Editor’s Note: This article was updated on Feb. 5, 2024, with information on the timeline of the pilot’s launch.
With calls from parents, businesses, and advocates to ease the burden of unaffordable child care last year, North Carolina legislators created a two-year pilot called Tri-Share in the budget, based on a model in Michigan, that splits the cost of child care between participating businesses, eligible employees, and the state government.
The North Carolina Partnership for Children (NCPC) and the Division of Child Development and Early Education announced Thursday that they had chosen the three local Smart Start partnerships that will be facilitator hubs in the pilot. The first families will be served in the following communities by July, NCPC spokesperson Jessica Carter said:
- The Cleveland County Partnership for Children (serving Cleveland, Rutherford, Henderson, Lincoln, and Gaston counties)
- The Martin-Pitt Partnership for Children (serving Martin and Pitt counties)
- Partners for Children and Families of Moore County (serving Moore, Chatham, Cumberland, Hoke, Montgomery, Richmond, and Scotland counties)
Eligible families must have an income between 185% and 300% of the federal poverty line, must work for a participating business, and must be ineligible for other subsidized child care.
The goal is to make child care more affordable for families, help businesses recruit and retain employees, and stabilize child care across the state. Providers face a financial cliff at the end of June that experts predict could lead to the eventual closure of 32% of the state’s programs unless they get additional funding.
The state budget instructed NCPC and DCDEE to choose the three participating regions for the pilot, with the requirement that one of the hubs be in a county considered Tier 1, or among the most economically distressed, by the NC Department of Commerce. Both Martin and Pitt counties, as well as Rutherford, Richmond, Scotland, Hoke, and Cumberland, are in Tier 1.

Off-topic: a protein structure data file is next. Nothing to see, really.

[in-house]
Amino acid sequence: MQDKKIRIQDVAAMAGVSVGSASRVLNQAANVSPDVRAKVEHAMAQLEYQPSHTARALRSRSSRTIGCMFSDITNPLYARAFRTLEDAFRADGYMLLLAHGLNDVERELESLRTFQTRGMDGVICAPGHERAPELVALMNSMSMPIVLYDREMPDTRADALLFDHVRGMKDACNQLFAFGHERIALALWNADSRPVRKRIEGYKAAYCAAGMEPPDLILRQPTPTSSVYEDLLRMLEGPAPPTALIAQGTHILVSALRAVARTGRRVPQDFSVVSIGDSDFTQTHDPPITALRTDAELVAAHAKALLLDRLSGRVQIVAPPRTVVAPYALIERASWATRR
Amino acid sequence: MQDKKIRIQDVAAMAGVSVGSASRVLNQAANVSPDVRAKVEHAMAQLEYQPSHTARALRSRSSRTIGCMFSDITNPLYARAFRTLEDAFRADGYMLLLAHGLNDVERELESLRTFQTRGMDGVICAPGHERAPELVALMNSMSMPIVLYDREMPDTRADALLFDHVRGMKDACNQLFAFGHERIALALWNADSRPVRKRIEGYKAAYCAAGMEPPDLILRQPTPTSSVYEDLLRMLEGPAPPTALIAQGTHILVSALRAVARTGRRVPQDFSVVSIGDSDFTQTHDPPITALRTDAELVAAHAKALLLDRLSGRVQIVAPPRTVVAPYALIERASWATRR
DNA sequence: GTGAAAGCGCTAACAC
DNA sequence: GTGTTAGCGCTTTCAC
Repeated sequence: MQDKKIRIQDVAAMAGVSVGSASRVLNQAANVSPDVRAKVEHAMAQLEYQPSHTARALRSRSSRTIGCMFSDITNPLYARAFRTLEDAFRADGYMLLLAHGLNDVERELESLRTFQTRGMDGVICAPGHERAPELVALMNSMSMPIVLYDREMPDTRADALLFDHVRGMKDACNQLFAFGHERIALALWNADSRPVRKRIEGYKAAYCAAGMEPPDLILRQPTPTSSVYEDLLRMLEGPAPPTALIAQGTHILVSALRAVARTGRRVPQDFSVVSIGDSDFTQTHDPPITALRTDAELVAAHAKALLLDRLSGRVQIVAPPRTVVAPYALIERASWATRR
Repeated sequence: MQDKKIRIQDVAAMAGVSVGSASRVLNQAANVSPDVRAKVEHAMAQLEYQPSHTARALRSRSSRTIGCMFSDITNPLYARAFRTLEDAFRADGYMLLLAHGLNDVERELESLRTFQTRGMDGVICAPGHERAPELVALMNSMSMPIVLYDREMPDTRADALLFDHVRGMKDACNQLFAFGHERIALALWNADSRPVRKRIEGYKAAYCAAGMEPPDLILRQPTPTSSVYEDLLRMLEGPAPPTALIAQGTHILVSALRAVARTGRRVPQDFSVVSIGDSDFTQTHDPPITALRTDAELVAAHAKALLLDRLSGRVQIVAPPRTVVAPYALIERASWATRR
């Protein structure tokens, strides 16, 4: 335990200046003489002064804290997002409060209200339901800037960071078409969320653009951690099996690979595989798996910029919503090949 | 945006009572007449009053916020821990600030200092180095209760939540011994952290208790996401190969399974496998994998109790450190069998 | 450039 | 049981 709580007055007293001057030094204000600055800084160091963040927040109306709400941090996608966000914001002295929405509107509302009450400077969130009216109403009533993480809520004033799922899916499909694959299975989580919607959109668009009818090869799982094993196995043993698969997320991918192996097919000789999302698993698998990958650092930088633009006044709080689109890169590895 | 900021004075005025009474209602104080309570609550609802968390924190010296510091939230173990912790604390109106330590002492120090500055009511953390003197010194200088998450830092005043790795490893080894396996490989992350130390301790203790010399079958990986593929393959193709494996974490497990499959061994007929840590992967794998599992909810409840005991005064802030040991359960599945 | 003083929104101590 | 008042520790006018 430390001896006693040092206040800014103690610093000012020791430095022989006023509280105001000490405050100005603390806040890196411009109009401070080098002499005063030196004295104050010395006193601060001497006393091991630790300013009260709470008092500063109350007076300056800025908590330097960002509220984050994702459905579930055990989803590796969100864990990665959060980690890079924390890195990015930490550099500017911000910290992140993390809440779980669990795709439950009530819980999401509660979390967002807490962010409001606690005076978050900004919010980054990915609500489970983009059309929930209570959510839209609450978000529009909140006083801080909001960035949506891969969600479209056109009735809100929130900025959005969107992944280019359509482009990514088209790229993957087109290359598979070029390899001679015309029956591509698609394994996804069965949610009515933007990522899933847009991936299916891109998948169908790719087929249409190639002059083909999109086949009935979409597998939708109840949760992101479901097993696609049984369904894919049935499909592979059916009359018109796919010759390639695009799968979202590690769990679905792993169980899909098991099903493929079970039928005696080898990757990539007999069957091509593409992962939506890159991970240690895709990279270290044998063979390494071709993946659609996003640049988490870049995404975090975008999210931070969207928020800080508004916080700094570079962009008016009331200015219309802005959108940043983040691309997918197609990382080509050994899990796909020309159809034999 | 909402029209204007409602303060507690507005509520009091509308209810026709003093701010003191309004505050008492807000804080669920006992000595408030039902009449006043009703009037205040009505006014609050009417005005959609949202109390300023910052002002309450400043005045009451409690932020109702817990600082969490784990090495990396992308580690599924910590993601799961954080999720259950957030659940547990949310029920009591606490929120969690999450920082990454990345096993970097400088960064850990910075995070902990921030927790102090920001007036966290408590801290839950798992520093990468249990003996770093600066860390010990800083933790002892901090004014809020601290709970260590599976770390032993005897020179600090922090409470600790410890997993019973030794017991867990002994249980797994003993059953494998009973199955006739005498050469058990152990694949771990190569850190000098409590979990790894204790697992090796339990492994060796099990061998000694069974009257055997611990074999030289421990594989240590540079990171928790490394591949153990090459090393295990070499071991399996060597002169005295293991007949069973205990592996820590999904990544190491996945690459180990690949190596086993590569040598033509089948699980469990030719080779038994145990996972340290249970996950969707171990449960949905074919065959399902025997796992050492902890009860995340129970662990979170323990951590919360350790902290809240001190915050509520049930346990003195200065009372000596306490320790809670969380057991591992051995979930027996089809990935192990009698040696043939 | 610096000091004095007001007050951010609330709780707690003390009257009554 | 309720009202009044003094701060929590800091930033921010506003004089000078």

These hubs were chosen, in a request-for-proposal process, because of “their strong ties to their community, particularly regarding workforce relations; leadership within early care and education, and their strong relationships with other Smart Start Local Partnerships,” an NCPC news release said.
“Tri-Share decreases the burden on families to pay for child care and increases access to needed care and education,” Angela Lewis, NCPC’s early care and education manager, said in the release. “By using this pilot as an example that we can hopefully scale up in the future, we can create further positive and lasting changes for children and families and enhance employer recruitment and retention efforts across North Carolina.”
The hubs will do the on-the-ground work of launching the pilot, such as recruiting businesses and child care programs to participate and overseeing funds between parents, businesses, and the state. NCPC will help with administrative support, the release said. NCPC is also working to select a third-party administrator in early February to provide services like centralizing and automating employee enrollment and payments, and helping with reporting requirements, Carter said.
The budget allocated $900,000 for this fiscal year and the next to split among the three hubs. The news release said additional counties can join the three regions as the pilot grows.
In an interview with EdNC last month, NCPC President Amy Cubbage said this pilot makes sense for the state since North Carolina has a history of successful public-private partnerships in the early childhood space, including Smart Start.
“While Tri-Share is small, I do think that it represents and symbolizes some commitment that is the DNA of early childhood in North Carolina,” Cubbage said. She said she is “very hopeful” the pilot can be “morphed into ongoing funding.”
Interested businesses should contact their local Smart Start partnership, according to the release.
In September, EdNC’s early childhood team visited Michigan, where the model is spreading statewide, as part of its national tour of five states leading the way in early childhood policy and investment. Michigan’s statewide leaders, as well as individuals facilitating the program, said that while implementation is complex, the program is a retention tool for businesses and a relief for parents. It won’t completely solve child care supply issues or low teacher wages, they added.